Clinical isolates of the periodontopathogen Aggregatibacter actinomycetemcomitans form matrix-encased biofilms on abiotic surfaces in vitro. A major component of the A. actinomycetemcomitans biofilm matrix is poly-β-1,6-N-acetyl-d-glucosamine (PGA), a hexosamine-containing polysaccharide that mediates intercellular adhesion. In this report, we describe studies on the purification, structure, genetics and function of A. actinomycetemcomitans PGA. We found that PGA was very tightly attached to A. actinomycetemcomitans biofilm cells and could be efficiently separated from the cells only by phenol extraction. A. actinomycetemcomitans PGA copurified with LPS on a gel filtration column. 1H NMR spectra of purified A. actinomycetemcomitans PGA were consistent with a structure containing a linear chain of N-acetyl-d-glucosamine residues in β(1,6) linkage. Genetic analyses indicated that all four genes of the pgaABCD locus were required for PGA production in A. actinomycetemcomitans. PGA mutant strains still formed biofilms in vitro. Unlike wild-type biofilms, however, PGA mutant biofilms were sensitive to detachment by DNase I and proteinase K. Treatment of A. actinomycetemcomitans biofilms with the PGA-hydrolyzing enzyme dispersin B made them 3 log units more sensitive to killing by the cationic detergent cetylpyridinium chloride. Our findings suggest that PGA, extracellular DNA and proteinaceous adhesins all contribute to the structural integrity of the A. actinomycetemcomitans biofilm matrix.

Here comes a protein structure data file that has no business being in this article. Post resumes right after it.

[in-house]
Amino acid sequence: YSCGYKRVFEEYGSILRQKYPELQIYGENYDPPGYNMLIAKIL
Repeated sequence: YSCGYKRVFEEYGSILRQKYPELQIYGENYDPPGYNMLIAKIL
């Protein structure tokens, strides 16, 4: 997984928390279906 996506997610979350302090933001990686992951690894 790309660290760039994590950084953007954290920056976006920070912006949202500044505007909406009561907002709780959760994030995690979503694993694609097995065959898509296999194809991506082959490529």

All Science Journal Classification (ASJC) codes
- Infectious Diseases
- Congo red
- Crystal violet